I checked the Citi government card website and didn’t see a refund from the airline.  I called the local CTO office and they assured me that I would not get refunded for that ticket due to the carrier’s terms of service.  So I filed the voucher, added an explanation to the approving official on why I was expensing two tickets to the same destination, and attached both tickets along with a copy of my government travel card statement as substantiating records.  Fortunatly, I serve in an organization that cares about Soldiers and the voucher was paid with quickness.

Nevermind, Here’s Your Refund

A few weeks go by and I received a system generated email that my refund on the missed segment for $246.50 had been approved.  Because DTS already paid for this ticket, career jepardizing ethics suddenly became a part of this equation.  Valuing this great country and my paycheck, I created an amendment to my voucher and thus a debt due to the United States. Once the approving official approved the amended voucher, a weeklong process began that eventually resulted in an email explaining the debt, a 30 day deadline, and a link to a payment website where the debt can be settled. Since minimum spend is always happing, this situation created a manufactured spend of $246.50 with no surcharge for using a credit card.

Overall the process was rather seamless compared to typical transactions with the local finance office. Unfortunately this was the cheapest flight of my trip, but the potential has been realised. When foreigners screw up your government funded flights, you have a path to knock out some minimum spending.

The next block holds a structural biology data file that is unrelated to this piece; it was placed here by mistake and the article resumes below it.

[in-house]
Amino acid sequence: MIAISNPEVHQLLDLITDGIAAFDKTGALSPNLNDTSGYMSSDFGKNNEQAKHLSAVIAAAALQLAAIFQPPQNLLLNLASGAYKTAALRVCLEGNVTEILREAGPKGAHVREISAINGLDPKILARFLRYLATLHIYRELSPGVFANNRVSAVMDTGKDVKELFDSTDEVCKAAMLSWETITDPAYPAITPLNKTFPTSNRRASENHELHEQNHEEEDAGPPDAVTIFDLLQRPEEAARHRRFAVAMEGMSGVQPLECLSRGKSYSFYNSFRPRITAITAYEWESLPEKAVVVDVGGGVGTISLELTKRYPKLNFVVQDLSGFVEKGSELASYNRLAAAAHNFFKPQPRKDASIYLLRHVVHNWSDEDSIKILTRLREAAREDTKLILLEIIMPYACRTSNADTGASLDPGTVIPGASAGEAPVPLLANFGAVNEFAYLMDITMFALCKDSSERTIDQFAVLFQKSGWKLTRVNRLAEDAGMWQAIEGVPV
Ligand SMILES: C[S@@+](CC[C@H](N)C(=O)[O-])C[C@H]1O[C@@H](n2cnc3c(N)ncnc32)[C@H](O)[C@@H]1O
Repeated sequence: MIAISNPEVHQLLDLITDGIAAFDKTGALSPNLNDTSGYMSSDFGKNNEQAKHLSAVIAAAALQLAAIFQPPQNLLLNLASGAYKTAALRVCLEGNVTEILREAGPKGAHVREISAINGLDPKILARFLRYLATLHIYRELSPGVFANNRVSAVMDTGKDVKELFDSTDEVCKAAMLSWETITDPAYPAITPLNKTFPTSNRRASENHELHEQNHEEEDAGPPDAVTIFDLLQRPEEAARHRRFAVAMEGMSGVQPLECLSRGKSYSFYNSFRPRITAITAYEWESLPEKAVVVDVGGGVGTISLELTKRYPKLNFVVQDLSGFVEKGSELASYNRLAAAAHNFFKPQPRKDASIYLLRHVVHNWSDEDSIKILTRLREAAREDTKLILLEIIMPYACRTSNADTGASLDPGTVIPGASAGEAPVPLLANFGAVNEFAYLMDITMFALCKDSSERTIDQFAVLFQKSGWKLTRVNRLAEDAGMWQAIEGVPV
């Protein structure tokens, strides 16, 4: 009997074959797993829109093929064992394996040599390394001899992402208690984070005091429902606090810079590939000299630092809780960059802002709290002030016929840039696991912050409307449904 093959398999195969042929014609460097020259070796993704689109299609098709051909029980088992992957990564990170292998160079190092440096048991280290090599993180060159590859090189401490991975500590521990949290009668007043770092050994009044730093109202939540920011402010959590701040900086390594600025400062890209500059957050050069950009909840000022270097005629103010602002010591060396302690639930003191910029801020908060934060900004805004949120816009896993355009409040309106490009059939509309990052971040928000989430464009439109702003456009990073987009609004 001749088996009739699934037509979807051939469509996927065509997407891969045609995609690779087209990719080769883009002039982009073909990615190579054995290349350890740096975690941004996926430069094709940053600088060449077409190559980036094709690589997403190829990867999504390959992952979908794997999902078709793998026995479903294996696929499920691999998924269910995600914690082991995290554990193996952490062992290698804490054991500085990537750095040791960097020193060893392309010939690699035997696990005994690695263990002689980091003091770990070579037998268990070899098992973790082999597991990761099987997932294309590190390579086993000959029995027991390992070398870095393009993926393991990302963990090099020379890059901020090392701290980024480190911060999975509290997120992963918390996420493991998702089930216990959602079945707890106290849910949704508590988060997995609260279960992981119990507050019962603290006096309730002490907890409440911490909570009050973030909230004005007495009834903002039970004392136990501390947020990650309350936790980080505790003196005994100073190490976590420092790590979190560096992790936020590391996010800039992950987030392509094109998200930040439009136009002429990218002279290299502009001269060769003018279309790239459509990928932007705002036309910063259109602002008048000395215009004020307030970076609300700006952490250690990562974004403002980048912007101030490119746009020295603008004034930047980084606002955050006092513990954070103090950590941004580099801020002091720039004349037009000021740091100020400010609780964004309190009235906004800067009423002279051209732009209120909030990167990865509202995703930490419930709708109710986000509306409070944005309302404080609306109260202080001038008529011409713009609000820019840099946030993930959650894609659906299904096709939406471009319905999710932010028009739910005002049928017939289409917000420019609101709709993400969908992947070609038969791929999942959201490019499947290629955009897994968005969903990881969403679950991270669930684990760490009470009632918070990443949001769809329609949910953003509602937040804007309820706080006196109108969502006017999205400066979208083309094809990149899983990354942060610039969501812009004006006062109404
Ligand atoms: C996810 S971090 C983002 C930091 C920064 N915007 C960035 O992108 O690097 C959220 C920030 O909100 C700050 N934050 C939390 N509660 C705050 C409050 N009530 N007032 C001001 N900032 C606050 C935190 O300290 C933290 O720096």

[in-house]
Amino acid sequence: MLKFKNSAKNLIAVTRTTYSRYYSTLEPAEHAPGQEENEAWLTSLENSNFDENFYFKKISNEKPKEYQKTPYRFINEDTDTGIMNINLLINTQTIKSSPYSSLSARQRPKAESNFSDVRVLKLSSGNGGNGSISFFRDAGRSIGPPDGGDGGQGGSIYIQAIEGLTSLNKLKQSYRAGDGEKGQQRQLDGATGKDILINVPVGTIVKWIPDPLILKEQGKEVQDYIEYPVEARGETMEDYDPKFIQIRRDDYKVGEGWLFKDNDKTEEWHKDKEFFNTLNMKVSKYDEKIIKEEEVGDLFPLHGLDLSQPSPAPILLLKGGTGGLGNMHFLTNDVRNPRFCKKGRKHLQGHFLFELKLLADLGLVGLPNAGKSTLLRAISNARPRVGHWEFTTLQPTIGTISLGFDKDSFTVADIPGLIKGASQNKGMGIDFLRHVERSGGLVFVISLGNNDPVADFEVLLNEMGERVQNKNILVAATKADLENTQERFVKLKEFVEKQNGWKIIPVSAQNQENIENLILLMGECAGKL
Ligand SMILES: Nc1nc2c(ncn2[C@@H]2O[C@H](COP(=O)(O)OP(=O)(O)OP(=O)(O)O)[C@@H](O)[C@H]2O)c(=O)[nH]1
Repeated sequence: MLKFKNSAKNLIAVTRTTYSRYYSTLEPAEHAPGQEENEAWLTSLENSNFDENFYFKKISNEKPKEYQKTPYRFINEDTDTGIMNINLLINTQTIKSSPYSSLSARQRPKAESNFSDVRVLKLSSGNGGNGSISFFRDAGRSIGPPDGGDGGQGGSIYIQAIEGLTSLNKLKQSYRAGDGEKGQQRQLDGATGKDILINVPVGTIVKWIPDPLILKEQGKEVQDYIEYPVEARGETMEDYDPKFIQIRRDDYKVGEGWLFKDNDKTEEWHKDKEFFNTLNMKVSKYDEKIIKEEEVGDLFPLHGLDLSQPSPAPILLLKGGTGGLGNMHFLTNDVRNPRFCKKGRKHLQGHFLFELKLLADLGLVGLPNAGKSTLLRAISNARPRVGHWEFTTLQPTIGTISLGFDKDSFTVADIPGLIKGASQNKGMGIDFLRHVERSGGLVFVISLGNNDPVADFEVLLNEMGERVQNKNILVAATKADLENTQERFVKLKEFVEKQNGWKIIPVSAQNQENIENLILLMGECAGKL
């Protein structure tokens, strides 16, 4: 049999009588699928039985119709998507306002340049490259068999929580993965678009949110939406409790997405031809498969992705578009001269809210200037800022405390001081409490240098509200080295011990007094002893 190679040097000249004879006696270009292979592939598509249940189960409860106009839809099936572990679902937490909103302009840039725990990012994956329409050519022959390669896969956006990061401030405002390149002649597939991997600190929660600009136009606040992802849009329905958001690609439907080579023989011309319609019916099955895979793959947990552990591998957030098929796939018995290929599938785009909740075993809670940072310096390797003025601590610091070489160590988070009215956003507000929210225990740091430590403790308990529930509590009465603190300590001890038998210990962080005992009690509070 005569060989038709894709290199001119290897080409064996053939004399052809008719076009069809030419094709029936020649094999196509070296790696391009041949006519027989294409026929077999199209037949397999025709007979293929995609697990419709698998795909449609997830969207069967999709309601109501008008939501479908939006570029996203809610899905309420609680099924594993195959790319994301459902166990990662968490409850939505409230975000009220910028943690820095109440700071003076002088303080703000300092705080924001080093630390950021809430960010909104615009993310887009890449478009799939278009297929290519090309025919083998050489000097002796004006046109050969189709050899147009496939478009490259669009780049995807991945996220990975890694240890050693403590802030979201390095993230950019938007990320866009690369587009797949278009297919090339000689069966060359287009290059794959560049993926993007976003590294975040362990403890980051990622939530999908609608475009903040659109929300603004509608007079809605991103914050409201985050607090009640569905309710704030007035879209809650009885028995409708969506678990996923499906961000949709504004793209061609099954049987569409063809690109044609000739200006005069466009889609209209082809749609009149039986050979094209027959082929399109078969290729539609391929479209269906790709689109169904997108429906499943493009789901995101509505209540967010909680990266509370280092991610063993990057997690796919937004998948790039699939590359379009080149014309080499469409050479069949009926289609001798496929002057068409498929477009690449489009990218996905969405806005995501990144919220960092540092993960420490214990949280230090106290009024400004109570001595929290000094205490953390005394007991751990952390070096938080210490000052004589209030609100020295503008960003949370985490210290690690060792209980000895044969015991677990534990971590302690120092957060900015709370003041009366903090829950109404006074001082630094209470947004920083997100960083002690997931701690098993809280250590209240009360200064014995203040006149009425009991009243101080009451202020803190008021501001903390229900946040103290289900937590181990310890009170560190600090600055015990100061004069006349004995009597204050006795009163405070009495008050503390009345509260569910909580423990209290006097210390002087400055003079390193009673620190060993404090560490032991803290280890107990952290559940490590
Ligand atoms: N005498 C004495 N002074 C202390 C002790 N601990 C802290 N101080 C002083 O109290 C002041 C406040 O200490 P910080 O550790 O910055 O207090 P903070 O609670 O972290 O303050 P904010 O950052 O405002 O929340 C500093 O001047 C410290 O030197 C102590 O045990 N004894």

Did You Finally Get Comfortable Using DTS? Uncle Sam Is Fixing That For You.

Get Your Struggleface Ready, New DTS is Here

The Defense Travel System, or DTS, is a system that most DoD travelers love to hate.  It offers travelers an ability to book their own travel and check the status of their order throughout the approval process. The system has been around so long most military members never had to manually fill out a DD 1610 (travel order).  Until recently DTS looked like something you would find with AOL in the 90s.

All the Upgrades

Thankfully the Defense Travel Management Office is implementing a series of updates to improve the user experience, user interface, modernize the look and feel, and improve navigation and usability of the system.  Additionally, this update will also revamp the DTS trip types and trip purposes for authorizations and vouchers, and update the listing of expense types and thresholds to reflect recent Joint Travel Regulations changes. As part of this release, note the following changes:

  • Expenses will be added/removed to accurately reflect the Joint Travel Regulations
  • Current expense labels will be modified to make them easier to understand
  • Thresholds will be removed or significantly increased to help limit pre-audit triggers
  • Several trip types and purposes will be removed to more accurately reflect the Joint Travel Regulations

We have attached some training slides to show what has changed.  Once implemented, these changes should make the DTS process easier and help get rid of some of the annoying pre-audit flags in the travel document.

No More “Alternate Means” Statement in DTS!

The Government Makes A Logical Change For Once

Unprecedented, I know.

The Old